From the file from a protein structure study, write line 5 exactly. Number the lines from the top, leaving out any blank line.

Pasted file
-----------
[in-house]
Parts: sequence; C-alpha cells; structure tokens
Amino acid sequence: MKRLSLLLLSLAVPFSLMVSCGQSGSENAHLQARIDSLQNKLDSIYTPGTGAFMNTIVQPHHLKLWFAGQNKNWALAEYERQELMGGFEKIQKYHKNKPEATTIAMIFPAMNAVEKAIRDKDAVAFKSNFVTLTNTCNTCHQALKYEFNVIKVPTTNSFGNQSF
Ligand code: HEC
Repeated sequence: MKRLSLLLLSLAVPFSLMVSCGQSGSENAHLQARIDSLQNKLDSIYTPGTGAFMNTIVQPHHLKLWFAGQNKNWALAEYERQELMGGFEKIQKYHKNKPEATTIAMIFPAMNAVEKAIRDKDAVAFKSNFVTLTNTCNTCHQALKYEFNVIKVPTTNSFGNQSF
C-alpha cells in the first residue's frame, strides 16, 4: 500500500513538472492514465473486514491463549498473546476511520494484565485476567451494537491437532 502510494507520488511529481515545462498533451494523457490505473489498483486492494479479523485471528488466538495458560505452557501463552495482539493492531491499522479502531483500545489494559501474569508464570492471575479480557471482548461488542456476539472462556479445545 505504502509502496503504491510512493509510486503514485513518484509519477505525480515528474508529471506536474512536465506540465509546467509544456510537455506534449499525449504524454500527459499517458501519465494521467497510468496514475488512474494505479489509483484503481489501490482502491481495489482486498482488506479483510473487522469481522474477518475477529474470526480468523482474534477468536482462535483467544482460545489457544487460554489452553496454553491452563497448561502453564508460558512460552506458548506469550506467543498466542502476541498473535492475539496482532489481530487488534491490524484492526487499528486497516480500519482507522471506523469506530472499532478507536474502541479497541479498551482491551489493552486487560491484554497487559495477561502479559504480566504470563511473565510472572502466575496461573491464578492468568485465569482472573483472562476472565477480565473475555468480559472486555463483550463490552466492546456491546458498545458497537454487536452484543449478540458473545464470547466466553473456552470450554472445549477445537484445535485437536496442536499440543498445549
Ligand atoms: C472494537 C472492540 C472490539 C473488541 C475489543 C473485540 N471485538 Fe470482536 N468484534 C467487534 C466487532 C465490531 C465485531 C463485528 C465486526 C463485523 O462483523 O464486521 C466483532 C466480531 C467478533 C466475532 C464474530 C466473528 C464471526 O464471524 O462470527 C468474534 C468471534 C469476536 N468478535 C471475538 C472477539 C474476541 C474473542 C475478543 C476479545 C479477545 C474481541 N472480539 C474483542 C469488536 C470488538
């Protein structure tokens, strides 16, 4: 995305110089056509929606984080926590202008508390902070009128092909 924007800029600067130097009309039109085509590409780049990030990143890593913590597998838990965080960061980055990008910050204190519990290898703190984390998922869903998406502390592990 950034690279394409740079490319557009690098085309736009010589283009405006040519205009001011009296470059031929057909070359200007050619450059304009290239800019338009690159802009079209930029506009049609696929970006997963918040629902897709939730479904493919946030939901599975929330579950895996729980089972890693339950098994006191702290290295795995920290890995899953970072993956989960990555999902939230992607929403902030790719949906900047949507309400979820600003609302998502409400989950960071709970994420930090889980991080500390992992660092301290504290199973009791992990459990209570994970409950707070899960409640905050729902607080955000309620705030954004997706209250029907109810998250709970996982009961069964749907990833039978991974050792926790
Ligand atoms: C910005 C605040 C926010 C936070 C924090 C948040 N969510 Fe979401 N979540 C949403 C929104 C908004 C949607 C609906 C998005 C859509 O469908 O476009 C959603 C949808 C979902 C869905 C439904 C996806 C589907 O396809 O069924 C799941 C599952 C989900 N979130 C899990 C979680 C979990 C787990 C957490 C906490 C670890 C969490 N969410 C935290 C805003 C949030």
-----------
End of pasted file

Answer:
Repeated sequence: MKRLSLLLLSLAVPFSLMVSCGQSGSENAHLQARIDSLQNKLDSIYTPGTGAFMNTIVQPHHLKLWFAGQNKNWALAEYERQELMGGFEKIQKYHKNKPEATTIAMIFPAMNAVEKAIRDKDAVAFKSNFVTLTNTCNTCHQALKYEFNVIKVPTTNSFGNQSF